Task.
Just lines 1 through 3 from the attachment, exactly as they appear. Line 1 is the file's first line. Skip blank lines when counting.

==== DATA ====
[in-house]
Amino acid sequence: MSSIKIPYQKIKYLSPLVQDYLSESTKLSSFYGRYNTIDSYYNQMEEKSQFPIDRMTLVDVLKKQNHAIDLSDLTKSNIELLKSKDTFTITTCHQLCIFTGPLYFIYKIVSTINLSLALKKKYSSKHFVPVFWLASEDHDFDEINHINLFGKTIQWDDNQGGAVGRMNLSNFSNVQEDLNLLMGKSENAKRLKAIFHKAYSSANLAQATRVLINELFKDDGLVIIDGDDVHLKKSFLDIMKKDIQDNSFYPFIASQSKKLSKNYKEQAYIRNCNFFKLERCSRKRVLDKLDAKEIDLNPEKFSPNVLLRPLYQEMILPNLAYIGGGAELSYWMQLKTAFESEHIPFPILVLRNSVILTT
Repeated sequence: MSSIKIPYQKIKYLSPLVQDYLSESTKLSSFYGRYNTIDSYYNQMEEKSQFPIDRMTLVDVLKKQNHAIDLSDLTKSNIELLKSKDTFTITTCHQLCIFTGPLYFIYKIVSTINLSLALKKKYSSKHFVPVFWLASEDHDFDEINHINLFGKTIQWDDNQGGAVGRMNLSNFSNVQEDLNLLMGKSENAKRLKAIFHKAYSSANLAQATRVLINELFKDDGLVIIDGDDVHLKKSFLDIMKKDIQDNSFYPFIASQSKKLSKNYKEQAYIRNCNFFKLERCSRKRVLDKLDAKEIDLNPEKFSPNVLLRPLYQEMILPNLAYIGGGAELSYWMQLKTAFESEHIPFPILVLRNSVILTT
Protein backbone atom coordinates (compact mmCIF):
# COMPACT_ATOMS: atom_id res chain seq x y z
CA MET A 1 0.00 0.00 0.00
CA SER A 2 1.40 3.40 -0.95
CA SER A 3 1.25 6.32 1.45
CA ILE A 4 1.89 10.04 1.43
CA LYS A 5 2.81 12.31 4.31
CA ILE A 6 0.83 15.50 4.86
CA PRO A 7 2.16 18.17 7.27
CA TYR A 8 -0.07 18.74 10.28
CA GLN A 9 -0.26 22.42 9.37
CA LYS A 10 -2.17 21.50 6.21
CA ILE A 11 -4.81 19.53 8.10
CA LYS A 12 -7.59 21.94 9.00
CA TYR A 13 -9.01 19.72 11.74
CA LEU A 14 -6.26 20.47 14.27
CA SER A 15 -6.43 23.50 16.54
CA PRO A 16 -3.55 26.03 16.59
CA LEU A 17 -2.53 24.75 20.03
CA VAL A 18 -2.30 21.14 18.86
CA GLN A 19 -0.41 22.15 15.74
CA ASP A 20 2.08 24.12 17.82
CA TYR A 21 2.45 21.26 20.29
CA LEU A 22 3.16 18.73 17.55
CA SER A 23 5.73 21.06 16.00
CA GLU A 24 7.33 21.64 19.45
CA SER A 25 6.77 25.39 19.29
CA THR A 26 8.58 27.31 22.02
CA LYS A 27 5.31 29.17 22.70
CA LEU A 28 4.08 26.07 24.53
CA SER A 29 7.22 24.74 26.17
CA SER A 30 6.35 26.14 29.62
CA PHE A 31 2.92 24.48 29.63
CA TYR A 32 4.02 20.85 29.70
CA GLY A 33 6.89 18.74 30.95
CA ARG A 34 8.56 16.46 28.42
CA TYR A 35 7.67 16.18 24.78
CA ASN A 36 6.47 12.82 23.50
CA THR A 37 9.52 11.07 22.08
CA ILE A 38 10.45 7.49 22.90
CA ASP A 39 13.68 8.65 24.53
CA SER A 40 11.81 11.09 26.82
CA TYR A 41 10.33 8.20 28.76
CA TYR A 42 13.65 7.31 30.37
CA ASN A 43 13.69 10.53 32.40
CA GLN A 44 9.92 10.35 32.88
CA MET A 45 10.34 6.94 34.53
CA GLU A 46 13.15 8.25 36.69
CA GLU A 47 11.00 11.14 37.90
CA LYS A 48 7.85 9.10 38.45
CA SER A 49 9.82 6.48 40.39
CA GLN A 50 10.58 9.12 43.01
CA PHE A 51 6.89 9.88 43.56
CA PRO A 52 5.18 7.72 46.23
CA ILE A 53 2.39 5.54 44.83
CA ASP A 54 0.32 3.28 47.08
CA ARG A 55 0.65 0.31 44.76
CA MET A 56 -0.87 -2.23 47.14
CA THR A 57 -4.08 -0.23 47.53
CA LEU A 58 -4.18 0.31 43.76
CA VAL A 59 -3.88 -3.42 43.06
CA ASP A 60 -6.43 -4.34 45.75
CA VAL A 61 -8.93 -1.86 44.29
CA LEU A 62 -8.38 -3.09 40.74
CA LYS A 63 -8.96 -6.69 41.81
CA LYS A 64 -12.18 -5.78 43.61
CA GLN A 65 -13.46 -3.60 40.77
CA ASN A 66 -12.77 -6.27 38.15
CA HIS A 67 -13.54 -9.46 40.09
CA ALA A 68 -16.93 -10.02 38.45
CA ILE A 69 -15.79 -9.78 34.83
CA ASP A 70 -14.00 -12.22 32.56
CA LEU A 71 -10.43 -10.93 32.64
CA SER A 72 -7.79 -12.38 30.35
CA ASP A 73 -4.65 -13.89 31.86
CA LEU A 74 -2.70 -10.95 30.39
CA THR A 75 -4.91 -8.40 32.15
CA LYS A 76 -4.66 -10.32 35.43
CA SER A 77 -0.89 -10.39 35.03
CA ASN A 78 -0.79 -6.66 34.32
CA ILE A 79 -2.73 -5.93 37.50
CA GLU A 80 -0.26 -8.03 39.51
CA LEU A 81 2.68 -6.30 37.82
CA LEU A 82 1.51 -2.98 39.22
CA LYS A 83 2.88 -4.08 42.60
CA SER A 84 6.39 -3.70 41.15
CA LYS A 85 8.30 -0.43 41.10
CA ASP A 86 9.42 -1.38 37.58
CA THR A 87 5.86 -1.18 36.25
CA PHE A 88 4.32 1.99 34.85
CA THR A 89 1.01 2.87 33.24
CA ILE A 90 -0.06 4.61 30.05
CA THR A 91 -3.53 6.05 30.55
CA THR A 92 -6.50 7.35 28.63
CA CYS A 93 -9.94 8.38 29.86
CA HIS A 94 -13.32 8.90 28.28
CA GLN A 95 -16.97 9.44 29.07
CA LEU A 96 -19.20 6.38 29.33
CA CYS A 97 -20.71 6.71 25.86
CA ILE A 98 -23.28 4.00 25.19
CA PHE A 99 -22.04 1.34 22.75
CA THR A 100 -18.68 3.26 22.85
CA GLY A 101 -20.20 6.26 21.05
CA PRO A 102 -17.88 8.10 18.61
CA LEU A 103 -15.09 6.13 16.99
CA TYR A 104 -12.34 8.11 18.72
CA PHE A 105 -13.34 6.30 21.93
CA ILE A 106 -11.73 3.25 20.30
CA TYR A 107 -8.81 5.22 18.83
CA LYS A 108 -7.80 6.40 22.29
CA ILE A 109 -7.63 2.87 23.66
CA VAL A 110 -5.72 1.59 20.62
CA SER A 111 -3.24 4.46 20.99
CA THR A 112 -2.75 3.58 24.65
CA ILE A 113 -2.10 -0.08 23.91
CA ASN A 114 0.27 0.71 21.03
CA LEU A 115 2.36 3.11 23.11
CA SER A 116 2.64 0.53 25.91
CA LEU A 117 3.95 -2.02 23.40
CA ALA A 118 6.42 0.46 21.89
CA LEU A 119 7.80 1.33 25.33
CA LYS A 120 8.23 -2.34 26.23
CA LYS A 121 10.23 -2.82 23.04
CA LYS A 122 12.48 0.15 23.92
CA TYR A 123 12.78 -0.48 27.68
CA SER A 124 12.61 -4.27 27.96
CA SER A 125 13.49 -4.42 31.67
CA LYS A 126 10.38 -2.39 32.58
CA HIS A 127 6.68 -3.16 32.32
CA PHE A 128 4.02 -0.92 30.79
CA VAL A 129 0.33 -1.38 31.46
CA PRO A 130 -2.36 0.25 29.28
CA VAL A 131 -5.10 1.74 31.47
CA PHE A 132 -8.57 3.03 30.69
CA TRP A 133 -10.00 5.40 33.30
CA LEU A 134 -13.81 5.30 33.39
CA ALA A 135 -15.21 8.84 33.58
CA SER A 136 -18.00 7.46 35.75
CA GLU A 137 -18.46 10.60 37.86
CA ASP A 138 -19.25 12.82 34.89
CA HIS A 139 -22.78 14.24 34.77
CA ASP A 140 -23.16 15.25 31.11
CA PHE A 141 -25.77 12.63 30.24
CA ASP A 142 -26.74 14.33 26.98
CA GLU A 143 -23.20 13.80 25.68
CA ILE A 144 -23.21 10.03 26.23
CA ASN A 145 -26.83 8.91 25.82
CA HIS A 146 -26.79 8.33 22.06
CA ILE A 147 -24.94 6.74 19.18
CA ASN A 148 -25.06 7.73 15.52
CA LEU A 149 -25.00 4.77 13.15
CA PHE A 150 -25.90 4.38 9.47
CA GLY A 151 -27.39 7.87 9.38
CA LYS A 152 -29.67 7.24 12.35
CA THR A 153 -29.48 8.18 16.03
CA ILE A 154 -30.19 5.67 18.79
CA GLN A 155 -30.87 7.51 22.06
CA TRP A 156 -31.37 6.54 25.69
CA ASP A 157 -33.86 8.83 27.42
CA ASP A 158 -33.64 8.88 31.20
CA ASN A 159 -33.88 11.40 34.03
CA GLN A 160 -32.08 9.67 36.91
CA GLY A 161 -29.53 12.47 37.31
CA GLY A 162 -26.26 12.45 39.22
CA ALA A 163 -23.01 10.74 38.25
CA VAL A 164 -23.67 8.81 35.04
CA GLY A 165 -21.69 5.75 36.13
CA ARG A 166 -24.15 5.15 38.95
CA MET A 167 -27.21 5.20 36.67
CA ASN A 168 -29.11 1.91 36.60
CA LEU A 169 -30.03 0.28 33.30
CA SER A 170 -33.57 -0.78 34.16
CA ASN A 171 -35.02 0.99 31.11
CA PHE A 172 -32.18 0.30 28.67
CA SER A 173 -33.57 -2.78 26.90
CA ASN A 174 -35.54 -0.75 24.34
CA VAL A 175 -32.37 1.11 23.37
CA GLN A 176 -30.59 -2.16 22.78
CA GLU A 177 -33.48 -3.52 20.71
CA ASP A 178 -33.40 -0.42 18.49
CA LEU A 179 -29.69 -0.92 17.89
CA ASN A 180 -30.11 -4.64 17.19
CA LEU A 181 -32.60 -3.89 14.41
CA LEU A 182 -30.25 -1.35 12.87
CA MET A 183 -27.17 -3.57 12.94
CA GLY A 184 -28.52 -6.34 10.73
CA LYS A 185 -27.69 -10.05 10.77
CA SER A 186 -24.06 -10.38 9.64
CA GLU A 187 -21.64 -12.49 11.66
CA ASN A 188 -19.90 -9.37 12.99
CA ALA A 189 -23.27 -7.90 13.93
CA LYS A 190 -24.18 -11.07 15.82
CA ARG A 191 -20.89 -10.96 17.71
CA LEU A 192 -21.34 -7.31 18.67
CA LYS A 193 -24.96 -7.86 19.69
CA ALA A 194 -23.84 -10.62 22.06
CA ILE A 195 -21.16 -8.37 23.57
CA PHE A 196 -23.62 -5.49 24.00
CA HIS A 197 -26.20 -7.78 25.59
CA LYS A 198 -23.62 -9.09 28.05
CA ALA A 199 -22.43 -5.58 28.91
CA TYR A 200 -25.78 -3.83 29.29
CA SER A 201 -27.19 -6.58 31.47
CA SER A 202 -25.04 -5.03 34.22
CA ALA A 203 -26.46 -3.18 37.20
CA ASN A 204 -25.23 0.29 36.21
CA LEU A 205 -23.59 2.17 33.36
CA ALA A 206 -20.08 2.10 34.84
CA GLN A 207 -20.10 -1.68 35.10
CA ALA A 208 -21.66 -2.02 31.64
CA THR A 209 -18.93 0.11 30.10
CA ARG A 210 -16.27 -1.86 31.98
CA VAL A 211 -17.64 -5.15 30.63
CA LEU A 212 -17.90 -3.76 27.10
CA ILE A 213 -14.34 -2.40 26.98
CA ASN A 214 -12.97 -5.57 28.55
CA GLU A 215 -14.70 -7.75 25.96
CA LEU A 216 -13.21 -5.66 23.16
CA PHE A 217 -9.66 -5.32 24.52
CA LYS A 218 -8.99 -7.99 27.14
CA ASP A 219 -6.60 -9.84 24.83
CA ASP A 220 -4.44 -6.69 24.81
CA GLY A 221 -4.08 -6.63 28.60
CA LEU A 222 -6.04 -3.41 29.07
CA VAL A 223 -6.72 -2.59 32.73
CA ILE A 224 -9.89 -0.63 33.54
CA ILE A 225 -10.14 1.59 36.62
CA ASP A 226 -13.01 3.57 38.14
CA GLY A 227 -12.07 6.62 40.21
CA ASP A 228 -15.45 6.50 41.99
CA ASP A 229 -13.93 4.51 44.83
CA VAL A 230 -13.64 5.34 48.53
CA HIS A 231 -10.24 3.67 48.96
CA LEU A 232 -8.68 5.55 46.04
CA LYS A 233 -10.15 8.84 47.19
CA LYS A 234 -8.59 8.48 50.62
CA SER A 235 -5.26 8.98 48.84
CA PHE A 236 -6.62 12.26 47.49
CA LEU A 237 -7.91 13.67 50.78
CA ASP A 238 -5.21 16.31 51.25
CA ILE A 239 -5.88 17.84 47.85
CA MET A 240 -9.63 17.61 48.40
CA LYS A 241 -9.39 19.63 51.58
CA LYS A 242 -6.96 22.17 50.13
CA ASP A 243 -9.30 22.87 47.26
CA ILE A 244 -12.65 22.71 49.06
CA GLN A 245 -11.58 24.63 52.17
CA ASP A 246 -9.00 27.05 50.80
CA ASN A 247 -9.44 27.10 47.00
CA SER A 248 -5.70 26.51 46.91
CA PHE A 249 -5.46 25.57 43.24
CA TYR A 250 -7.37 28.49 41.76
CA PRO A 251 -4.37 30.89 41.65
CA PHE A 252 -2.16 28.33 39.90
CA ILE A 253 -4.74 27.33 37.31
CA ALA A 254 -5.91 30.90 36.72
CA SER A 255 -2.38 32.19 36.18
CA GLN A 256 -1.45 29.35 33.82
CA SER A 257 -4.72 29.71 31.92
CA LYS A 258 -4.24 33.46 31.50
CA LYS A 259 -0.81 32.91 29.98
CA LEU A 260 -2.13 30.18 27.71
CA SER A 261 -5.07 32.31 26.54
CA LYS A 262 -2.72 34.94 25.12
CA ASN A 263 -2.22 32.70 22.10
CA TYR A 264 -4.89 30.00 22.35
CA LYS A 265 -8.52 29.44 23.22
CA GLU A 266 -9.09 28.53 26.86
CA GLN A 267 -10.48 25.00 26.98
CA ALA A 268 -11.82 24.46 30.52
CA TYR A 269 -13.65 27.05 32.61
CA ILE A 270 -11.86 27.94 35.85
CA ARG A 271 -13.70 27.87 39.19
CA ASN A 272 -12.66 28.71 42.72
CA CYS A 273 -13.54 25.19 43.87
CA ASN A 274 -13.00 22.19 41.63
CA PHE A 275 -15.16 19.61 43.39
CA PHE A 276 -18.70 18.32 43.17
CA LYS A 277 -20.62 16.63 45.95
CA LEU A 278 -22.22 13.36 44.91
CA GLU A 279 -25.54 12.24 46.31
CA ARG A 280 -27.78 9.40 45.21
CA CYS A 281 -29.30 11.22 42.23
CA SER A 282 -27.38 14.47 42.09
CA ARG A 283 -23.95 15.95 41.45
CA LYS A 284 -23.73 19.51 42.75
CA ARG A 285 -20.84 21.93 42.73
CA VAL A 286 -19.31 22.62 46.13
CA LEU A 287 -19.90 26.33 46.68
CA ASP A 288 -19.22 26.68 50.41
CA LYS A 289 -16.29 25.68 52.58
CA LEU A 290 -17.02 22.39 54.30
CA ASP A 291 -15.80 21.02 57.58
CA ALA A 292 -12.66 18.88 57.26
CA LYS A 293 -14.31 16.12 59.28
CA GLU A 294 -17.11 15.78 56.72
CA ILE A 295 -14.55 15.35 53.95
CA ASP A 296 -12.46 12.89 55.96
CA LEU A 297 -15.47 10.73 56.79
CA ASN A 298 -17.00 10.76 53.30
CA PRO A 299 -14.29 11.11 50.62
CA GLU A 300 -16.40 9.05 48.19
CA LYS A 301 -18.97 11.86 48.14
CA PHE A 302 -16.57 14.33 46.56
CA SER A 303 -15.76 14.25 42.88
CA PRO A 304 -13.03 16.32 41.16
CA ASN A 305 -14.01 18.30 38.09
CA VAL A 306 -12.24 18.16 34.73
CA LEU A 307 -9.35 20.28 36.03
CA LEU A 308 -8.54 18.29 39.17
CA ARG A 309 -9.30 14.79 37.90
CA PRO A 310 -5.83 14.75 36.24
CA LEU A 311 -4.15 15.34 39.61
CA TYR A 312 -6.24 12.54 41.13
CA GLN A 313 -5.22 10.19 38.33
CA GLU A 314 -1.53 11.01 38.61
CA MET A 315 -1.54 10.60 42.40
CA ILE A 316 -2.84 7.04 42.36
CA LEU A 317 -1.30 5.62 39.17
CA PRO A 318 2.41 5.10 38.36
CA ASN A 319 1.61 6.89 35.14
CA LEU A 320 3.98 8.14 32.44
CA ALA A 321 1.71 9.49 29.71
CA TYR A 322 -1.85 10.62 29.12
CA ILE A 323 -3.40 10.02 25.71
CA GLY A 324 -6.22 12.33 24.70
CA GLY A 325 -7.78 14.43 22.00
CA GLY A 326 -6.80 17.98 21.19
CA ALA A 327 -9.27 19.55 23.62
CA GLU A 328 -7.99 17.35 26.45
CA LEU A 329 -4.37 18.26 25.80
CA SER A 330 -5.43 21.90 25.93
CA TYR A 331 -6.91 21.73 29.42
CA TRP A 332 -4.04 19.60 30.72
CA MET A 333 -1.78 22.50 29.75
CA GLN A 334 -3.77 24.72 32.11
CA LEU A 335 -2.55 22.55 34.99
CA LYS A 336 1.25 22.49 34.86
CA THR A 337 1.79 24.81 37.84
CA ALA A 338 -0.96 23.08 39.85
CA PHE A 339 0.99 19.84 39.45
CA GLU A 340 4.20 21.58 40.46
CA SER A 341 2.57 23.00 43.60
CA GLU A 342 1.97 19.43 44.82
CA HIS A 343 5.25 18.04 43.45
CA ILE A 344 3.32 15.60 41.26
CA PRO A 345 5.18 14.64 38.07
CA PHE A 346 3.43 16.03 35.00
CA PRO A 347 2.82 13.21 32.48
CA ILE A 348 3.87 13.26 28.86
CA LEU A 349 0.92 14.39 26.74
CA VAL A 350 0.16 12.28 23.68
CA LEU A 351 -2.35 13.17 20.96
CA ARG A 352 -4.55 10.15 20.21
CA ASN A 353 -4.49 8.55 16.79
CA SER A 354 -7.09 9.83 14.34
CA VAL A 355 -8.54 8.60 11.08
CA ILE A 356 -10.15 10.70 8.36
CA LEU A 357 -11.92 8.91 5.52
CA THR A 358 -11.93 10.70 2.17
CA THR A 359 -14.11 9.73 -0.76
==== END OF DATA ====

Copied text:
[in-house]
Amino acid sequence: MSSIKIPYQKIKYLSPLVQDYLSESTKLSSFYGRYNTIDSYYNQMEEKSQFPIDRMTLVDVLKKQNHAIDLSDLTKSNIELLKSKDTFTITTCHQLCIFTGPLYFIYKIVSTINLSLALKKKYSSKHFVPVFWLASEDHDFDEINHINLFGKTIQWDDNQGGAVGRMNLSNFSNVQEDLNLLMGKSENAKRLKAIFHKAYSSANLAQATRVLINELFKDDGLVIIDGDDVHLKKSFLDIMKKDIQDNSFYPFIASQSKKLSKNYKEQAYIRNCNFFKLERCSRKRVLDKLDAKEIDLNPEKFSPNVLLRPLYQEMILPNLAYIGGGAELSYWMQLKTAFESEHIPFPILVLRNSVILTT
Repeated sequence: MSSIKIPYQKIKYLSPLVQDYLSESTKLSSFYGRYNTIDSYYNQMEEKSQFPIDRMTLVDVLKKQNHAIDLSDLTKSNIELLKSKDTFTITTCHQLCIFTGPLYFIYKIVSTINLSLALKKKYSSKHFVPVFWLASEDHDFDEINHINLFGKTIQWDDNQGGAVGRMNLSNFSNVQEDLNLLMGKSENAKRLKAIFHKAYSSANLAQATRVLINELFKDDGLVIIDGDDVHLKKSFLDIMKKDIQDNSFYPFIASQSKKLSKNYKEQAYIRNCNFFKLERCSRKRVLDKLDAKEIDLNPEKFSPNVLLRPLYQEMILPNLAYIGGGAELSYWMQLKTAFESEHIPFPILVLRNSVILTT